With the WCRS name set to be dropped next year, Campaign speaks to agency chiefs about what they will miss.
Founder, 360 Degrees Media
I rose through the ranks in the media department of WCRS in the mid-80s and through the 90s and it’s fair to say that it was considered the hottest agency in London for most of that period.
We pitched everything using full service and edgy creativity that launched and built brands – Orange, Prudential, BMW, Sega. The government flotations of the era provided income that allowed us to take risks on not winning everything we went for, which was truly liberating. Talent was everywhere – [Phil] Georgiadis, [Jonathan] Durden, [David] Pattison from media; Robin Wight, Andrew Robertson and a stream of inspiring creative directors.
The creative tensions between media and creative produced some memorable work and it seems mildly odd now that it was normal behaviour for a creative director to throw his guitar at my head when I had the audacity to suggest that, given the budget, a two-minute launch commercial was a little indulgent.
The list of things that were of their time that would be inappropriate now is too long to go into. A finance director with his own plane, a new BMW company car every six months, a full-on S&M party one Christmas (with Gary Glitter as the headline act the preceding year).
It was a privilege to be part of it. We won’t see its like again and that’s a combination of a big shame with a little relief thrown in, as it was a culture that couldn’t work today.
Chief marketing officer, Ogilvy UK
I loved my time at WCRS, PAA [Partners Andrews Aldridge] and Engine. WCRS had a raw energy about it, a creative core that was both infectious and exciting – both in a good way and a bad way. (In fact I renamed a small room "the crying room", but then the flip side is that I have also never laughed so much.) And the Christmas parties are the stuff of industry legend (all you need to know is fancy dress is KEY!). So clients and people either loved it or rejected it. Rarely did it leave people unsure.
The work was equally polarising – both brilliant and sometimes, well, not. And tenacity was always a key brand component of the WCRS brand – showing in the creative product as both authenticity and cut-through – and many of the pitches were won on the back of that.
I remember the Army, Warburtons and B&Q pitches especially being very typical of the WCRS approach – proper hard graft, and then towards the end involving super, super late nights/all-nighters for the entire team being par for the course. WCRS will be missed, but I am 100% sure that [WCRS chief executive] Matt Edwards (and his "party" jacket) will find a new groove to shine in.
Global chairman, Blue 449
Memories of WCRS? I will let others talk of the antics in the Duck and Weave, of Ron Collins and his puppet, of Hassan and Jim who looked after the massive fleet of BMWs, of Graham Fink and the Yucca plant, of the disastrous renaming to WCRS Mathews Marcantonio, of Andrew Robertson arriving as a 29-year-old chief executive, of the brilliance of Pattison and Durden, of the epic ads for Midland Bank and Sega Megadrive, of the genius campaigns for Carling Black Label, for BMW, for Prudential and for Sharwoods, and of the incredible bravery of the Orange launch and of the Ultimate Driving Machine that was Robin Wight and all the other brilliant work that he and his WCRS employees past and present can be so proud of.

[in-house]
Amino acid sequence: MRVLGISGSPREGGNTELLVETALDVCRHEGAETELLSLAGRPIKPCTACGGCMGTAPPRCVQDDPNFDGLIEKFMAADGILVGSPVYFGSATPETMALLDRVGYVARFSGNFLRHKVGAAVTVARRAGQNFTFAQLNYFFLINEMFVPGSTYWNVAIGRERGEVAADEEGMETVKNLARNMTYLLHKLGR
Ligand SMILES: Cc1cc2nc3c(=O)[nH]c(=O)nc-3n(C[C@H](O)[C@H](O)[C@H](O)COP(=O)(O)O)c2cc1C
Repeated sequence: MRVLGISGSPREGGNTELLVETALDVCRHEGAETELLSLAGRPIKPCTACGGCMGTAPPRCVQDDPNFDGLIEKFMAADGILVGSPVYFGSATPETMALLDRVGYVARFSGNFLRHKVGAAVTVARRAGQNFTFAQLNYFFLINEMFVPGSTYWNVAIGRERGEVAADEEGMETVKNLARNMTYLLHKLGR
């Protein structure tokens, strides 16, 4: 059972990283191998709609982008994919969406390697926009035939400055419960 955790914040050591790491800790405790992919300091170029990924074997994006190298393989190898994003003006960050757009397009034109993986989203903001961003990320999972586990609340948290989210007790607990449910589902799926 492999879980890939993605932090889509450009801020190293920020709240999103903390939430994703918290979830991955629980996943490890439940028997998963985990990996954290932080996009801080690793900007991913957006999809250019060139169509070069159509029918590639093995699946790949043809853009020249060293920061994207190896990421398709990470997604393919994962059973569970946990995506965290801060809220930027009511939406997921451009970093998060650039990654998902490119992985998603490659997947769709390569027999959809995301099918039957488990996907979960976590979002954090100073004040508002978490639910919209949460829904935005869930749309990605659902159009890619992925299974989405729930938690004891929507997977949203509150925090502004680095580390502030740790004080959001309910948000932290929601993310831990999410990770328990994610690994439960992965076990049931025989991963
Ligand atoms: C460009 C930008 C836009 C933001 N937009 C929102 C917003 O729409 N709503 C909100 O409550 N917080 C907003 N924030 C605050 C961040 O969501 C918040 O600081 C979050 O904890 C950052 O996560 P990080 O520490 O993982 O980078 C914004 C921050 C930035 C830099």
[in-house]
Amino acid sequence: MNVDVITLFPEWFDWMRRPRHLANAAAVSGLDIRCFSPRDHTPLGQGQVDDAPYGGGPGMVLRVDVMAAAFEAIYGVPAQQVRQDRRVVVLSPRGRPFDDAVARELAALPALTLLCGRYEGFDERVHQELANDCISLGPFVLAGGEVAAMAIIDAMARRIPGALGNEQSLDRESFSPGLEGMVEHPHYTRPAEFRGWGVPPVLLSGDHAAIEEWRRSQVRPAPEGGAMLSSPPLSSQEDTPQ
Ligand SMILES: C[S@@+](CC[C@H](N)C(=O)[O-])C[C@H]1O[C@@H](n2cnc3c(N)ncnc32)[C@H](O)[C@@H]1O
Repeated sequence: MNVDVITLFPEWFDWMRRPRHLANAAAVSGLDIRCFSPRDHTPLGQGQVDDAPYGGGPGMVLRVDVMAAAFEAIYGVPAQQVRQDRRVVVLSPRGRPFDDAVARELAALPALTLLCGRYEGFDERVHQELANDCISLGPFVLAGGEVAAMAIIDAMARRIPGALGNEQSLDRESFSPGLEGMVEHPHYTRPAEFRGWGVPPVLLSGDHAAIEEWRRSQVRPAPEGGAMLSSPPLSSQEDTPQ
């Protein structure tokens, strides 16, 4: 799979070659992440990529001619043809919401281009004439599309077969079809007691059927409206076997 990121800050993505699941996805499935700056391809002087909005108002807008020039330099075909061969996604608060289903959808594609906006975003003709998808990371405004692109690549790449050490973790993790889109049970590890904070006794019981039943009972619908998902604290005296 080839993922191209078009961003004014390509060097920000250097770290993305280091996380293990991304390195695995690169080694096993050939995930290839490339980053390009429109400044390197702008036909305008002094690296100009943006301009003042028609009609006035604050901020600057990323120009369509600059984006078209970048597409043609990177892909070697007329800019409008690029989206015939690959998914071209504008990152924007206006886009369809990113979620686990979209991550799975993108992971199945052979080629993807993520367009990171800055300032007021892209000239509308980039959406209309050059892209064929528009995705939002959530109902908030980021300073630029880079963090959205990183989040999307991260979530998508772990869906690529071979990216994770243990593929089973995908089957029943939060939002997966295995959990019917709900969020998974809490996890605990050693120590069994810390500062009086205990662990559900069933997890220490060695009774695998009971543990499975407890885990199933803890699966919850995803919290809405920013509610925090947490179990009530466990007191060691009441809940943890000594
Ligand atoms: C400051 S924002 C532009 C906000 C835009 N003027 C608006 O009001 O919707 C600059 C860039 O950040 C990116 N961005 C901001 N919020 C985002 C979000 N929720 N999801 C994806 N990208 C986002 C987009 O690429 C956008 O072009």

But I remember something others might have forgotten… that it was Wight Collins Rutherford Scott, the UK creative hotshop, who beat all the other big wheels to buy the Gross brothers business in Paris (Carat) and, in the process, ignite the battle for global media buying supremacy. When Peter Scott left his partners to their crayons and picked up a calculator.
Founding partner, VCCP
At its peak in the late 80s and 90s, WCRS was one of the best agencies in town. Never uneventful, it was a rollercoaster ride that one client likened to the "fighting temeraire". Sadly, it has succumbed to the same fate and the name, at least, is being hauled to the knacker's yard.
Co-founder, Adam & Eve/DDB
Ah, another one bites the dust. Every agency I have worked at, except Adam & Eve, is no more. Bates, RKCR and now WCRS are consigned to history. And, for me, WCRS is particularly hard to say goodbye to. I had an incredible time there and worked alongside many of the most talented people I have ever met. WCRS was everything an ad agency should be – the energy, the drama, the noise, the mess, the highs and the lows. It was incredible.
But we are entering a different era now. Maybe a better one, but certainly a less characterful one. Great brands are being replaced in faceless mergers. I understand why.
Engine needs to be more streamlined and profitable if it is ever going to be flipped by its private-equity owners. Ditto WPP if it’s going to arrest its falling stock price.
I am sure that a return to a more full-service model, where creative agencies fall in behind the more fashionable customer experience teams, makes sense on paper. But as an industry that thrives on passion, competition and creative energy, it doesn’t really compute.
Are Engine or VML flags anyone will rally behind? Will they inspire loyalty, make memories and produce generations of leaders, entrepreneurs and mavericks? Will they be the places to go to do the best work of your life? I rather doubt it.
So often we pride ourselves on how we can revitalise our clients’ brands, but we seem to be happily killing those we have created for ourselves. This future isn’t bright in my view; it’s not orange, it’s beige.